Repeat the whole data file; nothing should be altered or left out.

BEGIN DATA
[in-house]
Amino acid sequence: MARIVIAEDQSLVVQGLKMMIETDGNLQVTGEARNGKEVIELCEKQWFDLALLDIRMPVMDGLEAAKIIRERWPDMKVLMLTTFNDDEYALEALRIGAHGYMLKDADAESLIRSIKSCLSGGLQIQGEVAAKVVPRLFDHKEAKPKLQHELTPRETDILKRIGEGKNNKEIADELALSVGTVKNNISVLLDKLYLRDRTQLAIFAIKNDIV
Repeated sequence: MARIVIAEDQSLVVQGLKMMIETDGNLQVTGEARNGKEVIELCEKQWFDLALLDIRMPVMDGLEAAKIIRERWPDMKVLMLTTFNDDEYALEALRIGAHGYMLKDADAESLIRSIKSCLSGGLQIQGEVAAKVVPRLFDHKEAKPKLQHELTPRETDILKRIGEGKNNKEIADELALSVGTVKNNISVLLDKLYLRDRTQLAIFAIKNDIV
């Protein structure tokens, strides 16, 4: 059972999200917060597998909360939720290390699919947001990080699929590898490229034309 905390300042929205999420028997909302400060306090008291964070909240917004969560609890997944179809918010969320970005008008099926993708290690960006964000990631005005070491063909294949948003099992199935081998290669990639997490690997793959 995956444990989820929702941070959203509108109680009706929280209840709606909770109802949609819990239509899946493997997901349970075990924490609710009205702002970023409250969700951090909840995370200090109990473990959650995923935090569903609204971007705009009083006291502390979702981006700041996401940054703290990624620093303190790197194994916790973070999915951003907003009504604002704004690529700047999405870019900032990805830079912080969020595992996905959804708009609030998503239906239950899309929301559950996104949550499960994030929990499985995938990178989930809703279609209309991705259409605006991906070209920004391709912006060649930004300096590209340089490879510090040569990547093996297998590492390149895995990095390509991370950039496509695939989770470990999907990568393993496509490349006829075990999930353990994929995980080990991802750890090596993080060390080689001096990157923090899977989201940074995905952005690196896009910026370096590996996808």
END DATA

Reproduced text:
[in-house]
Amino acid sequence: MARIVIAEDQSLVVQGLKMMIETDGNLQVTGEARNGKEVIELCEKQWFDLALLDIRMPVMDGLEAAKIIRERWPDMKVLMLTTFNDDEYALEALRIGAHGYMLKDADAESLIRSIKSCLSGGLQIQGEVAAKVVPRLFDHKEAKPKLQHELTPRETDILKRIGEGKNNKEIADELALSVGTVKNNISVLLDKLYLRDRTQLAIFAIKNDIV
Repeated sequence: MARIVIAEDQSLVVQGLKMMIETDGNLQVTGEARNGKEVIELCEKQWFDLALLDIRMPVMDGLEAAKIIRERWPDMKVLMLTTFNDDEYALEALRIGAHGYMLKDADAESLIRSIKSCLSGGLQIQGEVAAKVVPRLFDHKEAKPKLQHELTPRETDILKRIGEGKNNKEIADELALSVGTVKNNISVLLDKLYLRDRTQLAIFAIKNDIV
């Protein structure tokens, strides 16, 4: 059972999200917060597998909360939720290390699919947001990080699929590898490229034309 905390300042929205999420028997909302400060306090008291964070909240917004969560609890997944179809918010969320970005008008099926993708290690960006964000990631005005070491063909294949948003099992199935081998290669990639997490690997793959 995956444990989820929702941070959203509108109680009706929280209840709606909770109802949609819990239509899946493997997901349970075990924490609710009205702002970023409250969700951090909840995370200090109990473990959650995923935090569903609204971007705009009083006291502390979702981006700041996401940054703290990624620093303190790197194994916790973070999915951003907003009504604002704004690529700047999405870019900032990805830079912080969020595992996905959804708009609030998503239906239950899309929301559950996104949550499960994030929990499985995938990178989930809703279609209309991705259409605006991906070209920004391709912006060649930004300096590209340089490879510090040569990547093996297998590492390149895995990095390509991370950039496509695939989770470990999907990568393993496509490349006829075990999930353990994929995980080990991802750890090596993080060390080689001096990157923090899977989201940074995905952005690196896009910026370096590996996808």